1886- Mr. Odell[8]
1911[21]-1939[22] Charles Reginald Grant[12]
1943-1954 Henry Ernest Reed (was originally temporary, but would appear to have become permanent)[23][24]

In 1954, the adjacent London Trader, up until then a beer-house, successfully transferred the license from the Jolly Fisherman to itself[2].

2016 - date Licensee Mr O L Bostwick

after being used as a secondhand furniture/antique shop in the 1980s.

Since 2016 the building returned to the name The Jolly Fisherman and is a pub once more, serving real ales and craft beers to the local community.


References & Notes


  1. Hastings Borough Council Planning application ref HS/FA/18/00182
  2. a b c d Hastings Pub History Jolly Fisherman and London Trader, accessdate: 24 June 2020
  3. a b c Facebook: [" Historical Hastings] - Oliver Bostwick (retrieved 22 Oct 2023)
  4. British Newspaper Archive Hastings & St. Leonards Observer 19 February 1867 Pg. 0003
  5. British Newspaper Archive Hastings & St. Leonards Observer 12 September 1874 Pg. 0007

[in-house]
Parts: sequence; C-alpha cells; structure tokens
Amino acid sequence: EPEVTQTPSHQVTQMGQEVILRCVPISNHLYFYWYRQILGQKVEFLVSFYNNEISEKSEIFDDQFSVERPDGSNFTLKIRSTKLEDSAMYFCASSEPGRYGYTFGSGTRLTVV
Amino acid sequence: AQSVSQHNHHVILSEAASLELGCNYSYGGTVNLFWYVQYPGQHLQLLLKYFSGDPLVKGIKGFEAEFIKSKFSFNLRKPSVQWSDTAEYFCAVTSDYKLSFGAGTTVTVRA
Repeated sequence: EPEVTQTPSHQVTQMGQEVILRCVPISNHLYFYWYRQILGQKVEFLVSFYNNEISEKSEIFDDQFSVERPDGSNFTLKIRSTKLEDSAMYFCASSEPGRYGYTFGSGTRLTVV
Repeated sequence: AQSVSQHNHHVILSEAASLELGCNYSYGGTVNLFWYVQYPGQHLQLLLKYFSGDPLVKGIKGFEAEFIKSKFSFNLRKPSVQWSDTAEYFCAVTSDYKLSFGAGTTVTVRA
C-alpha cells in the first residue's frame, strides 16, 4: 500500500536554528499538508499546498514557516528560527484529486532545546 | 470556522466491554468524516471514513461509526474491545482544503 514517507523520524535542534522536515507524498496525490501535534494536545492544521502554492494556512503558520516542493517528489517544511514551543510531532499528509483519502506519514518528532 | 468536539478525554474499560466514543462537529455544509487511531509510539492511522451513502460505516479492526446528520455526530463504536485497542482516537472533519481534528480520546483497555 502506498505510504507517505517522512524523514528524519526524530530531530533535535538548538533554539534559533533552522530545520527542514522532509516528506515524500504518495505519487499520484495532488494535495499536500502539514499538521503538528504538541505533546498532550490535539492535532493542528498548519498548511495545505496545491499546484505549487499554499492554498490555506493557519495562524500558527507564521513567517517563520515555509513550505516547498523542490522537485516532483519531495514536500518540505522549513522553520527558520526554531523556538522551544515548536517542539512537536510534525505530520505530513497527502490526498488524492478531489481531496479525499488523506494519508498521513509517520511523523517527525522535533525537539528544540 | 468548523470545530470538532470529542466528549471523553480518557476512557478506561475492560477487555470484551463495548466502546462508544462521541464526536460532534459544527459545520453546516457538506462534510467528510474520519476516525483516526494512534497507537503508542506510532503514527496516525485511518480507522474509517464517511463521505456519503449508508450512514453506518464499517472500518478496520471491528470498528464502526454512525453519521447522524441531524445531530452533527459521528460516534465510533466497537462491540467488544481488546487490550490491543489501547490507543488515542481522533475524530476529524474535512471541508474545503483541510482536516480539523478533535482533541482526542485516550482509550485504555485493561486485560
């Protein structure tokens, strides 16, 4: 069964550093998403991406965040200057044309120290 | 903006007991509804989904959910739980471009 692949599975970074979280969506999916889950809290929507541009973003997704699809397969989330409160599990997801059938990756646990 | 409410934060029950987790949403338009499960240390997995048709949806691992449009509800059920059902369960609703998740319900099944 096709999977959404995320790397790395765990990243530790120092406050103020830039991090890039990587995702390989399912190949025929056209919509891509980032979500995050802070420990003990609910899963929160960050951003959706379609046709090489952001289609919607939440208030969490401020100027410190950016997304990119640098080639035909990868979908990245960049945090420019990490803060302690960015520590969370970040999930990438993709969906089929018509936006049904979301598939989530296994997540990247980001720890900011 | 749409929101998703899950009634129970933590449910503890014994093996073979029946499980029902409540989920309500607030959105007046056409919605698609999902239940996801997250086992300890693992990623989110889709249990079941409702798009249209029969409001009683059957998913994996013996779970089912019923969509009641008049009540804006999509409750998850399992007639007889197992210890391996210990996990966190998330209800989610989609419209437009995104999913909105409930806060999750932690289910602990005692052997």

6. a b British Newspaper Archive Hastings & St. Leonards Observer 3 April 1875 Pg. 0005
  7. a b British Newspaper Archive Hastings & St. Leonards Observer 19 August 1876 Pg. 0006
  8. a b British Newspaper Archive Hastings & St. Leonards Observer 5 June 1886 Pg. 0002
  9. British Newspaper Archive Hastings & St. Leonards Observer 25 August 1900 Pg. 0003
  10. British Newspaper Archive Hastings & St. Leonards Observer 8 September 1883 Pg. 0006
  11. British Newspaper Archive Hastings & St. Leonards Observer 9 January 1915 Pg. 0009
  12. a b British Newspaper Archive Hastings & St. Leonards Observer 28 March 1925 Pg. 0009
  13. British Newspaper Archive Hastings & St. Leonards Observer 31 March 1934 Pg. 0012
  14. British Newspaper Archive Hastings & St. Leonards Observer 6 May 1939 Pg. 0009
  15. British Newspaper Archive Hastings & St. Leonards Observer 13 November 1954 Pg. 0013
  16. British Newspaper Archive Hastings & St. Leonards Observer 3 April 1954 Pg. 0004
  17. British Newspaper Archive Hastings & St. Leonards Observer 28 August 1954 Pg. 0004
  18. Pigot's Directory 1840
  19. UK Census, , 1811; All Saints; , enumeration district 7 page 56,.
  20. a b British Newspaper Archive Hastings & St. Leonards Observer 7 March 1885 Pg. 0002
  21. "UK Census", , 1911; All Saints; , enumeration district 6 .
  22. UK Civil registration 1939
  23. a b British Newspaper Archive Hastings & St. Leonards Observer 21 August 1943 Pg. 0006
  24. British Newspaper Archive Hastings & St. Leonards Observer 3 April 1954 Pg. 0012